Study Finds Stressed-out Teens Are More Likely to Develop Diabetes as Adults

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A new study has found that teenagers who have a low tolerance for stress are more likely to contract type II diabetes than those who are not. Published in a European medical journal dedicated to diabetes, the study examined more than 1.5 million Swedish men from 1969 to 1997. Researchers found that young men who were not able to handle stress at the age of 18 were 51 percent more likely to be diagnosed type II diabetes later in life. The reason for that correlation is that people who cannot manage stress are a high risk factor for high blood pressure obesity and poor blood circulation, conditions that if left untreated, can lead to the development of diabetes.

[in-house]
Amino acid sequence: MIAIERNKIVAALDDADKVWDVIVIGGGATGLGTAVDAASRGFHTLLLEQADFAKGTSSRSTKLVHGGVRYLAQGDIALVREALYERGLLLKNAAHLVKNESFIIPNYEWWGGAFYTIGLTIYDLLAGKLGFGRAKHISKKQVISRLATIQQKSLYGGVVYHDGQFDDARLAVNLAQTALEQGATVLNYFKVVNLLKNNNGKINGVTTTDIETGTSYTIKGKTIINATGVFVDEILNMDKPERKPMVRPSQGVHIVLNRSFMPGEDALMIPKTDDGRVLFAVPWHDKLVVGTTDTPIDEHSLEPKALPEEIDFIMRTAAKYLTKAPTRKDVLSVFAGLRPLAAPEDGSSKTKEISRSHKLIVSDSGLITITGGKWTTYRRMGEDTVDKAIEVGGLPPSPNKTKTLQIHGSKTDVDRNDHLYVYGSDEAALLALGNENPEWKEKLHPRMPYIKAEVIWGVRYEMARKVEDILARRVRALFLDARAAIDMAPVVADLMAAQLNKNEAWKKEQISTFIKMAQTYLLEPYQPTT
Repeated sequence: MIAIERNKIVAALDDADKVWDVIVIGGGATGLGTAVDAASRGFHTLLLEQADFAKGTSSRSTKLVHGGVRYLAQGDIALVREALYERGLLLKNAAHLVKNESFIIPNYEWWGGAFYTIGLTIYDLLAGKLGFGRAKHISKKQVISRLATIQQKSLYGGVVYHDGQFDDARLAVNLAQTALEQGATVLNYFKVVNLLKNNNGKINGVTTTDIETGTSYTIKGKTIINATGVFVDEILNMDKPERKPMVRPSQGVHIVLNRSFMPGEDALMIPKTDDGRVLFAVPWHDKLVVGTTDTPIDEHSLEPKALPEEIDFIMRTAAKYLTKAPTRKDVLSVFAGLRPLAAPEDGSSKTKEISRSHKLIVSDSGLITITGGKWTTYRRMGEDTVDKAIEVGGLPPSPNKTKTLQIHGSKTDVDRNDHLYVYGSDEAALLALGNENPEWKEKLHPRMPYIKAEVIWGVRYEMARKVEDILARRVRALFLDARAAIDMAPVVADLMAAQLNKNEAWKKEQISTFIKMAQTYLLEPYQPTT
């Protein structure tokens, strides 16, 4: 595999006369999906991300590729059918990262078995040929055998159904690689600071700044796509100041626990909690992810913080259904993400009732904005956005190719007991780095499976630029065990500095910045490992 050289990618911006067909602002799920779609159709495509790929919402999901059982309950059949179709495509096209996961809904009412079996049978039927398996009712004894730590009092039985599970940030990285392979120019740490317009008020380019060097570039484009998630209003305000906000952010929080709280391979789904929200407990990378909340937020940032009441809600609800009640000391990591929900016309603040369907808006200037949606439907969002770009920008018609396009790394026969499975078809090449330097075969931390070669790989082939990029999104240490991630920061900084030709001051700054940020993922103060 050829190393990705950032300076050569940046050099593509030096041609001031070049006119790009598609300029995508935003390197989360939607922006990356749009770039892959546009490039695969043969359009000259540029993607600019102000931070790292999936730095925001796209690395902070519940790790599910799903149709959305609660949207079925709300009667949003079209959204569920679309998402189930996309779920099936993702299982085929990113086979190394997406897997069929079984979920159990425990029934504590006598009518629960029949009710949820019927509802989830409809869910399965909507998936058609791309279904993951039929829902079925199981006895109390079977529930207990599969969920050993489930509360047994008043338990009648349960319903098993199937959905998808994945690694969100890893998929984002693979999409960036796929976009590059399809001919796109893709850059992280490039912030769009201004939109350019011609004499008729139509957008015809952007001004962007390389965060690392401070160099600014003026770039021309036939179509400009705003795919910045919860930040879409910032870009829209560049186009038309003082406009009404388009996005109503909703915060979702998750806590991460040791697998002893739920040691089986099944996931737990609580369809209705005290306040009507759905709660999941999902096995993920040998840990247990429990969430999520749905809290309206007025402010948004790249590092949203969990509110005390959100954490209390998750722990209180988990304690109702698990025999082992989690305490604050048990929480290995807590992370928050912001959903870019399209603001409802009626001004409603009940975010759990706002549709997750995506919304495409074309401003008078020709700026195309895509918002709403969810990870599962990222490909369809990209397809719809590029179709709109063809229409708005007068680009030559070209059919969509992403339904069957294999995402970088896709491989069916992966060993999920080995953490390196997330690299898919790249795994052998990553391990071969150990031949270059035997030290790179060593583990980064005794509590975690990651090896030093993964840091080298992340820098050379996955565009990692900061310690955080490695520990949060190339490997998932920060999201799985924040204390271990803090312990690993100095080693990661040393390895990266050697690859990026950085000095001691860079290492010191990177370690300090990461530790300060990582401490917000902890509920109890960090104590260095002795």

This study is a prime example of why everyone should make proper stress management a priority. In addition to suffering from short-term effects like fatigue and insomnia, chronic stress can have significant negative impact on both your quality of life and your longevity. As such it’s important to regularly engage in activities that relax the body and mind. When we do things like listen to our favorite music or take in a massage session, our bodies produce the hormones that fight the physical effects of stress, such as making it harder for her body to metabolize fat. Click the article below to learn more about how untreated stress can damage or long-term health.

Read the full article here: Low resistance to stress at age 18 years can increase the risk of type 2 diabetes in adulthood by up to 50 percent

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